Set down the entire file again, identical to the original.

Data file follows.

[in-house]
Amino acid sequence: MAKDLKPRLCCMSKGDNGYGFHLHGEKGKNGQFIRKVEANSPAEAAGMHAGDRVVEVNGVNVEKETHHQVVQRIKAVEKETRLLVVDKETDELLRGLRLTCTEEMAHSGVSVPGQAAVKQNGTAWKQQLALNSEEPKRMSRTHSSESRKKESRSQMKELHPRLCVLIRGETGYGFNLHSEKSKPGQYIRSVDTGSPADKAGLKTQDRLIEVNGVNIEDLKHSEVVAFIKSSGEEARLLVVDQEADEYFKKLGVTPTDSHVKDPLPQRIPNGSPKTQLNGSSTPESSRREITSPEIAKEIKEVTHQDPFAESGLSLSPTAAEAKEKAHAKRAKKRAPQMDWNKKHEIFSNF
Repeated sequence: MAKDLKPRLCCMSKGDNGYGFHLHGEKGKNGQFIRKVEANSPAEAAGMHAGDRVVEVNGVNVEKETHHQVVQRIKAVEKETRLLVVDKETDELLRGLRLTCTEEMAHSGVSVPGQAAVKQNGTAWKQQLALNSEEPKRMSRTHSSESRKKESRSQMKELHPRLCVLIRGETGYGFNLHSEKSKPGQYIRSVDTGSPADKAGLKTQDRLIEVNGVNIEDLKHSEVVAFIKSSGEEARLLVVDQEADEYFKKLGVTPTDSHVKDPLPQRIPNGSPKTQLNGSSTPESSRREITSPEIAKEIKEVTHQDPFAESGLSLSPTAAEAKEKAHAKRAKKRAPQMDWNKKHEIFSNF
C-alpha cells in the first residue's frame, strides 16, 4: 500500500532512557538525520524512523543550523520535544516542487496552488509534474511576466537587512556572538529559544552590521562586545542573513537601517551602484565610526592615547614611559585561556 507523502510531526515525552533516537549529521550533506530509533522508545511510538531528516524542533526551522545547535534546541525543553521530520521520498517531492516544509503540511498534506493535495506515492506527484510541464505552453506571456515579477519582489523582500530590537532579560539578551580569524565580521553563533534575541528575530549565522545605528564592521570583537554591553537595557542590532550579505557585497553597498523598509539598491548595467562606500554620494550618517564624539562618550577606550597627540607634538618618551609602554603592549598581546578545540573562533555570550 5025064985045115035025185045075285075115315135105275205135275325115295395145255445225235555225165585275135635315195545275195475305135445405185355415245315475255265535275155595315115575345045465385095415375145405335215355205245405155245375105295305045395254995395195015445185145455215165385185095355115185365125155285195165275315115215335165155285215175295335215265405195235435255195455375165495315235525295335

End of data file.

[in-house]
Amino acid sequence: MAKDLKPRLCCMSKGDNGYGFHLHGEKGKNGQFIRKVEANSPAEAAGMHAGDRVVEVNGVNVEKETHHQVVQRIKAVEKETRLLVVDKETDELLRGLRLTCTEEMAHSGVSVPGQAAVKQNGTAWKQQLALNSEEPKRMSRTHSSESRKKESRSQMKELHPRLCVLIRGETGYGFNLHSEKSKPGQYIRSVDTGSPADKAGLKTQDRLIEVNGVNIEDLKHSEVVAFIKSSGEEARLLVVDQEADEYFKKLGVTPTDSHVKDPLPQRIPNGSPKTQLNGSSTPESSRREITSPEIAKEIKEVTHQDPFAESGLSLSPTAAEAKEKAHAKRAKKRAPQMDWNKKHEIFSNF
Repeated sequence: MAKDLKPRLCCMSKGDNGYGFHLHGEKGKNGQFIRKVEANSPAEAAGMHAGDRVVEVNGVNVEKETHHQVVQRIKAVEKETRLLVVDKETDELLRGLRLTCTEEMAHSGVSVPGQAAVKQNGTAWKQQLALNSEEPKRMSRTHSSESRKKESRSQMKELHPRLCVLIRGETGYGFNLHSEKSKPGQYIRSVDTGSPADKAGLKTQDRLIEVNGVNIEDLKHSEVVAFIKSSGEEARLLVVDQEADEYFKKLGVTPTDSHVKDPLPQRIPNGSPKTQLNGSSTPESSRREITSPEIAKEIKEVTHQDPFAESGLSLSPTAAEAKEKAHAKRAKKRAPQMDWNKKHEIFSNF
C-alpha cells in the first residue's frame, strides 16, 4: 500500500532512557538525520524512523543550523520535544516542487496552488509534474511576466537587512556572538529559544552590521562586545542573513537601517551602484565610526592615547614611559585561556 507523502510531526515525552533516537549529521550533506530509533522508545511510538531528516524542533526551522545547535534546541525543553521530520521520498517531492516544509503540511498534506493535495506515492506527484510541464505552453506571456515579477519582489523582500530590537532579560539578551580569524565580521553563533534575541528575530549565522545605528564592521570583537554591553537595557542590532550579505557585497553597498523598509539598491548595467562606500554620494550618517564624539562618550577606550597627540607634538618618551609602554603592549598581546578545540573562533555570550 5025064985045115035025185045075285075115315135105275205135275325115295395145255445225235555225165585275135635315195545275195475305135445405185355415245315475255265535275155595315115575345045465385095415375145405335215355205245405155245375105295305045395254995395195015445185145455215165385185095355115185365125155285195165275315115215335165155285215175295335215265405195235435255195455375165495315235525295335